After a lengthy discussion by Burbank Board of Education members, Dolores Huerta Middle School was selected to be the new name of David Starr Jordan Middle School at the Board’s regular meeting held Thursday evening, March 4.
Dolores Huerta is a community organizer, labor leader, civil rights activist and, with Cesar Chavez, co-founder of United Farm Workers. UFW was instrumental unionizing California agricultural industry workers and bringing about “union contracts regulating safety and sanitary conditions in farm labor camps, banning discrimination in employment and sexual harassment of women workers,” according to Britannica, as well as “the first union contracts providing for profit sharing and parental leave.”
The push to rename David Starr Jordan Middle School began more than two years ago when complaints about the complicated legacy of Jordan, who promoted eugenics, was brought to the school board. After multiple discussions and lengthy input from the community, the Board agreed to rename the middle school and formed the Jordan Renaming Committee.
Although the process for renaming the school was slowed down by the advent of the coronavirus pandemic in early 2020, the Renaming Committee put forth five candidates for the new name in February 2021: Mariposa Middle School, Amelia Earhart Middle School, Ruth Bader Ginsberg Middle School, Barbara Jordan Middle School and Dolores Huerta Middle School.
“We have a unique opportunity right now to choose a name that is unlike all of the other names,” said Board member Dr. Emily Weisberg, noting Huerta “did do some organizing in and around Burbank” and the efforts of her work continue to be felt to this day.
“It’s exciting we’re finally naming a school after a woman,” commented Steve Ferguson. “Amongst all the incredible choices, I do think it’s time for a woman. It’s time for a woman of color. I think that’s important in our district. Our district is not a white majority by any means and it’s important that the kids in our district see figures celebrated who look like them and who share a history with them or cultural background.”
“Dolores Huerta certainly has more of a connection to southern California than the other candidates mentioned,” Board President Steve Frintner added. “I also think that it’s kind of important and also representing what is a significant portion of our enrollment at this point – the Latino/Hispanic community.”
After multiple members also spoke very strongly in support of Barbara Jordan, a lawyer, educator, State Senator and Texas Congressperson, as an option, the Board then narrowed the choices for the new school name to Jordan and Huerta.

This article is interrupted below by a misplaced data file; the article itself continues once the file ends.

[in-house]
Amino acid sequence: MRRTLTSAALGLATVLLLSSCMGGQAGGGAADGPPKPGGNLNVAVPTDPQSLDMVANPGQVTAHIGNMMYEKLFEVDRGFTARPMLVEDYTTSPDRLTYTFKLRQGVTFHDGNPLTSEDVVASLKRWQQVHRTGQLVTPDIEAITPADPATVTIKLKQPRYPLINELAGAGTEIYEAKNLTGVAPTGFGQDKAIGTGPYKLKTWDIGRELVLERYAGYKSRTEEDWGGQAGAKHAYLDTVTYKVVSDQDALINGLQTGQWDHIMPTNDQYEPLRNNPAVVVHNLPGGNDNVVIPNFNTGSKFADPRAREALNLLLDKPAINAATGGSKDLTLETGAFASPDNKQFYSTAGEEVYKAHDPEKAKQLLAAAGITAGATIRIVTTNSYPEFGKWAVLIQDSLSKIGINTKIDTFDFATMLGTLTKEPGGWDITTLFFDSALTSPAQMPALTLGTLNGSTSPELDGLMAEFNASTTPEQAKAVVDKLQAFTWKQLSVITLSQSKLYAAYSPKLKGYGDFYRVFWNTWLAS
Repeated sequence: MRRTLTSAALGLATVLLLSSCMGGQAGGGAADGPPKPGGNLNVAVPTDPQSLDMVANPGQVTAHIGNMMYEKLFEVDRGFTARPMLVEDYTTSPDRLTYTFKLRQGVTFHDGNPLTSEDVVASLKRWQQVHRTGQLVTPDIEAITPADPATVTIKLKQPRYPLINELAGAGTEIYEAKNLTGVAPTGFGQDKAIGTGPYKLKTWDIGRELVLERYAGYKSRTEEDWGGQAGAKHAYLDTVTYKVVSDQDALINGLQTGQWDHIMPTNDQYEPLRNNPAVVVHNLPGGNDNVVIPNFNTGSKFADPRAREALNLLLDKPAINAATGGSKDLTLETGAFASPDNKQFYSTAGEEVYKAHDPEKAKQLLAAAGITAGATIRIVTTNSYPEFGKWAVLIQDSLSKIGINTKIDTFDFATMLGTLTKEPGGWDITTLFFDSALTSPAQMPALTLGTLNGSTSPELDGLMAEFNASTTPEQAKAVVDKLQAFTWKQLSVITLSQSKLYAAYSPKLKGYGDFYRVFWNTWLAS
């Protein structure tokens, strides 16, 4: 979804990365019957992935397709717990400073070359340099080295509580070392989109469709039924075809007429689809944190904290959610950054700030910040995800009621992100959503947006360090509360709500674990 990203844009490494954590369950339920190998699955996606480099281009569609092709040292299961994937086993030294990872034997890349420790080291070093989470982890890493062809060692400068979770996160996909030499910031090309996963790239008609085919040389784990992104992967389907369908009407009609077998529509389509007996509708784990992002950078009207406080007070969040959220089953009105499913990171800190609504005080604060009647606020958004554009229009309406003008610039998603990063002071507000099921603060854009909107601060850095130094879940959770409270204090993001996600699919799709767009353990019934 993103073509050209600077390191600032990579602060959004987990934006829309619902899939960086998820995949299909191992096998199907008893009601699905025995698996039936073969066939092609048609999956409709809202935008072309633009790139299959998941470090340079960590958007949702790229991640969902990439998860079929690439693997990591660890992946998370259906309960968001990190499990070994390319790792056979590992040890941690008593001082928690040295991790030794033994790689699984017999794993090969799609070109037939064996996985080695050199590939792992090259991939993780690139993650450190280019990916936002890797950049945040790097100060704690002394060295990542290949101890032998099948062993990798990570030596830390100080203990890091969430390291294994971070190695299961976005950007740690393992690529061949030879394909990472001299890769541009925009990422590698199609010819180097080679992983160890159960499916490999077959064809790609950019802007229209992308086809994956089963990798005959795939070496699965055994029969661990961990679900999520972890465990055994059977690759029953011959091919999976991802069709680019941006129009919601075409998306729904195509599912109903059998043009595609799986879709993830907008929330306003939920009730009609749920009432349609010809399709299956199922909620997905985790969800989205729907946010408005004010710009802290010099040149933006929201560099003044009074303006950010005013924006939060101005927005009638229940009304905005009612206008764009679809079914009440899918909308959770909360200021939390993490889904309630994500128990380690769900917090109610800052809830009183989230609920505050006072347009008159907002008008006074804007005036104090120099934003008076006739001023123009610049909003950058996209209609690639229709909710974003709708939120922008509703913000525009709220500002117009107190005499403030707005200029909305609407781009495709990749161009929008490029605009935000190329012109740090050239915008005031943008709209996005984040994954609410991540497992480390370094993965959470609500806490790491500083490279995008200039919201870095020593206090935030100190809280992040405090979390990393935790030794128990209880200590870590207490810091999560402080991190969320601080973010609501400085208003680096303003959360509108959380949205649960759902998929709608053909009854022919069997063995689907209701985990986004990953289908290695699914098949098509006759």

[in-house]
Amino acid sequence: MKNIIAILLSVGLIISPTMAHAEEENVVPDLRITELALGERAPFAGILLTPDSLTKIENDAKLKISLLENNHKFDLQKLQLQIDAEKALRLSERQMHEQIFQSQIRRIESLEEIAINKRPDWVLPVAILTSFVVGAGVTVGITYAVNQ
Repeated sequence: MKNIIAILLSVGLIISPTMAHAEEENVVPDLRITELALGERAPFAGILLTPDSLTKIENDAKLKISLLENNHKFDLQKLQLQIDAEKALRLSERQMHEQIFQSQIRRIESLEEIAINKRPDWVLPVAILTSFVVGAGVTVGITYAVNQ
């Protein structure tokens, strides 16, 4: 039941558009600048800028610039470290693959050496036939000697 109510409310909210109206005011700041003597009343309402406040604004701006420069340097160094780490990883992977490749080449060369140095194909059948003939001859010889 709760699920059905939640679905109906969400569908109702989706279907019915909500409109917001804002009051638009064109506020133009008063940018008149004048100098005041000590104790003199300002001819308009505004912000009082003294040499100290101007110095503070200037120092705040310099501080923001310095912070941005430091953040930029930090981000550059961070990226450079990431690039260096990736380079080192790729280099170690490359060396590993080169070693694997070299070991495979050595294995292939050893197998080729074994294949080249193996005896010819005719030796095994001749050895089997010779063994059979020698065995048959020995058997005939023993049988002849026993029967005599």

“I hope everybody… goes and looks up all these amazing women,” said Weisberg of the choices.”We’re so lucky we have these two amazing women to choose from.”
Weisberg called Huerta “an inspired and inspiring choice.”
“Dolores is still out there registering voters,” commented Dr. Armond Aghkhanian, as he talked about the importance of the agricultural workers to California and the nation. “I think both choices are wonderful.”
“It’s a learning moment. To me, it says a lot, when we take the eugenicist’s name off and we put the name of the person who he wanted to exclude on the building,” Ferguson also said. “Both final candidates would have been excluded in David Starr Jordan’s America.”
“But who would have been kept from the books in California? Dolores,” Ferguson added. “To me that means a lot.”
Vice President Charlene Tabet talked about her thought process, and that she supported both Barbara Jordan or Dolores Huerta and the role models either of those candidates would provide for students.
“There were certainly many community members who didn’t see the need to change the name,” Frintner also said. “They didn’t want to change the name because they had such an attachment to the name. For you, it will always be Jordan Middle School. That’s not going to change.”
“But the point we made in the decision to change the name is that the school is for the students who are here now and the students who are in the future,” he added. “Should we have a name that gives them an opportunity at a connection to who they are and what they represent? The more I thought about it in those terms, the more it leads to Dolores Huerta.”
After additional discussion, the Board members agreed 5-0 to rename the school to Dolores Huerta Middle School. Plans will be forthcoming to recognize the name change.
The Burbank Board of Education is comprised of President Steve Frintner, Vice President Charlene Tabet, Clerk Steve Ferguson and members Dr. Armond Aghakhanian and Dr. Emily Weisberg. More information on the Board can be found online on their webpage.